Psst! Let’s keep this just between us, OK? In other words, don’t tell anyone what I am about to tell you.
… If the purpose of “Buck Wild,” the television show, was to portray West Virginians as backwoods rednecks, they couldn’t have done a better job than Mingo County Commissioner Hootie Smith with an email last week.
Smith allegedly sent the email to David Boucher of the Charleston Daily Mail “and other members of the media.” Inasmuch as I am not the clean-up hitter for Team Mingo, Smith apparently does not realize I am a part of the media.
While he got the email off to the Charleston papers, my copy came by way of being forwarded by another newsman who received it. So much for Smith and fairness and equality. As Team Mingo’s top elected county official, one might expect Smith to at least have used something close to good grammar, spelling and punctuation. However, that would not be the case. If one had to put “sic” everywhere it is needed in Smith’s email, they would be sick … er, sic … forever.
That is not to say I and newspapers do not occasionally misspell a word or make an error in grammar. We do, but Smith’s email would be nearly incoherent if one did not already know what he was trying to say.
His first sentence is illustrative of the entire document.
“As president of the commission I just received a complaint from Colie Kelly who stated that he called our county clerk’s office and inquired the filing fee for magistrate then proceeded to mail his paperwork and check in to the clerk postmarked appropriately.” Yes, that is one sentence. Want to define the nouns, verbs, adjectives and adverbs for me? Can anyone figure out the subject?
Then the next sentence is apparently a continuation of the previous run-on one.
“Only to receive a letter that his application had been rejected by the clerk, Jim Hatfield because his filing fee was five dollars short,” he wrote. Huh? That’s a good one, as well.
Next, the commissioner informs his audience that Kelly claims he was told the wrong amount for a filing fee by a Hatfield employee. Since the chief deputy clerk Judy Harvey’s husband is running for the same job, Smith jumps 5,000 miles to the conclusion that there is a conspiracy to deprive Kelly of his right to run for office.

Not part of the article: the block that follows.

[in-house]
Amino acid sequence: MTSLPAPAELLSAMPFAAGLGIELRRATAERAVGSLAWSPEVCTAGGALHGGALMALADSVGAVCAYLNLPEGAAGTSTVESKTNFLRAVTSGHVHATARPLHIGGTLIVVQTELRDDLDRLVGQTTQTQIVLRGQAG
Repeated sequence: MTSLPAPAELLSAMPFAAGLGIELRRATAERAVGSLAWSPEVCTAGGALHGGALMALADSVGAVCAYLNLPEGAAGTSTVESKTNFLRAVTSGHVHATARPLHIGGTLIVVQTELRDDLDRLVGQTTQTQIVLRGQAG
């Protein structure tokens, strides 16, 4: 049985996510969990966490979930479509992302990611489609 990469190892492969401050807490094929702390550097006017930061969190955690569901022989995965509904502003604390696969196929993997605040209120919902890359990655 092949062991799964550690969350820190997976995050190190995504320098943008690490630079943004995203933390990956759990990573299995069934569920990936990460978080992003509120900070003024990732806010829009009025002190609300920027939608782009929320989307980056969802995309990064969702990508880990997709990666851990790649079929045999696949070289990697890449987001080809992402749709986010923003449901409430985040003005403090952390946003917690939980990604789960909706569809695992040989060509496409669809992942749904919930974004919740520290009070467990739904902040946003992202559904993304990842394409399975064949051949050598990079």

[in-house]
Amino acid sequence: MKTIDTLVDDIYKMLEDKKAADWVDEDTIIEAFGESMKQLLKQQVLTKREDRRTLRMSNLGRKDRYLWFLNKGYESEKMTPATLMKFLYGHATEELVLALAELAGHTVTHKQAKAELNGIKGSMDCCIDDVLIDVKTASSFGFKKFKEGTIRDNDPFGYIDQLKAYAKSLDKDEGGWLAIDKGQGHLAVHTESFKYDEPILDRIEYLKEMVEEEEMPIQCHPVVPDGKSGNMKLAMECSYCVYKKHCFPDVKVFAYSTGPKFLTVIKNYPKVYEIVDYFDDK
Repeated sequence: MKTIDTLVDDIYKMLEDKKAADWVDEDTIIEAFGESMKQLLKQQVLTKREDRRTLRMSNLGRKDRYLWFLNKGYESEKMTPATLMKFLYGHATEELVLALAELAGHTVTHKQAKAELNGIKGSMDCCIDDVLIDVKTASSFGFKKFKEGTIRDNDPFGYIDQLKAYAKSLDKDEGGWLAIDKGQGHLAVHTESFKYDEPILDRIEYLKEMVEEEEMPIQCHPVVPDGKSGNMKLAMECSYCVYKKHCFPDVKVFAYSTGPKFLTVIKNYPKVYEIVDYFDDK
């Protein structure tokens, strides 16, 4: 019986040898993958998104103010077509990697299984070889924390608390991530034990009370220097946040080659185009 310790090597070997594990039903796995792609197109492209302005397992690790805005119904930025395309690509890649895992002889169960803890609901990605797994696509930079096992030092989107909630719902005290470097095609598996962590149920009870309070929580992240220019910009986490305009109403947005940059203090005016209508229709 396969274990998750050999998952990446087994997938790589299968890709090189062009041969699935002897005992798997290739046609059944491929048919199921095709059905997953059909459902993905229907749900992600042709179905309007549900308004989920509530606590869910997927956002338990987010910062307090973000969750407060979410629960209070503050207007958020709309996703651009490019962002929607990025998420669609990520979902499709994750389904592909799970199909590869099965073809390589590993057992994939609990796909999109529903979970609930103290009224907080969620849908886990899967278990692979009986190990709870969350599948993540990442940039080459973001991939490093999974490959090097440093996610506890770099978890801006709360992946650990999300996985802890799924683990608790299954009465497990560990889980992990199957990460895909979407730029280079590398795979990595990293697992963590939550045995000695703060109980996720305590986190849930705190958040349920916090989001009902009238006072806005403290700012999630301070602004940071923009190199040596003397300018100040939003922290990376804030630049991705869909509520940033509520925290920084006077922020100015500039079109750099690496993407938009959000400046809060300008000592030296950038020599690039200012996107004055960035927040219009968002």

Incredibly, Smith, chief architect of Team Mingo, the faction that has been called “corrupt” by fellow Democrat U.S. Attorney Booth Goodwin, has the audacity to say, “I feel this is only the beginning of corruption in the 2014 election to control the list of candidates.” One can only guess that Smith might be speaking from experience.
Smith asks the “media” to investigate how Kelly’s constitutional rights are being tampered with and adds in an “O.S.” that he has also contacted the secretary of state’s office. It is assumed an “O.S.” is what other, less-educated people, refer to as a “P.S.” for “postscript.”
In making his self-righteous pronouncements, Smith ignores the fact that Hatfield immediately contacted the secretary of state and prosecuting attorney when he saw that Kelly’s check was $5 short. He also ignores the fact that Hatfield told all involved that he wanted to put Kelly on the ballot if he could.
In somehow determining that a county clerk has “discretion” in whether to abide by the law that says the total filing fee must be paid by the filing deadline, the secretary of state and Mingo prosecutor allowed Hatfield to get $5 more from Kelly and put his name on the ballot.
Please remember in the future that paying filing fees in a timely manner is at the discretion of the clerk. If you want to run for sheriff, have only $5 and want to send that in, apparently the clerk or secretary of state can let the remainder of the filing fee slide until your rich relatives will some money to you. Incredible all the way around.
Still, nobody minds setting new precedents in Mingo County elections. The commissioner cannot write a coherent sentence and believes the law should be ignored if he wants a candidate on the ballot. Prosecuting Attorney Teresa Maynard wrote to Hatfield, “I reiterate my position that I would err in favor of Mr.Kelly and provide him a short period of time in which to correct the problem as I have been unable to find any law that would prevent you from doing so.”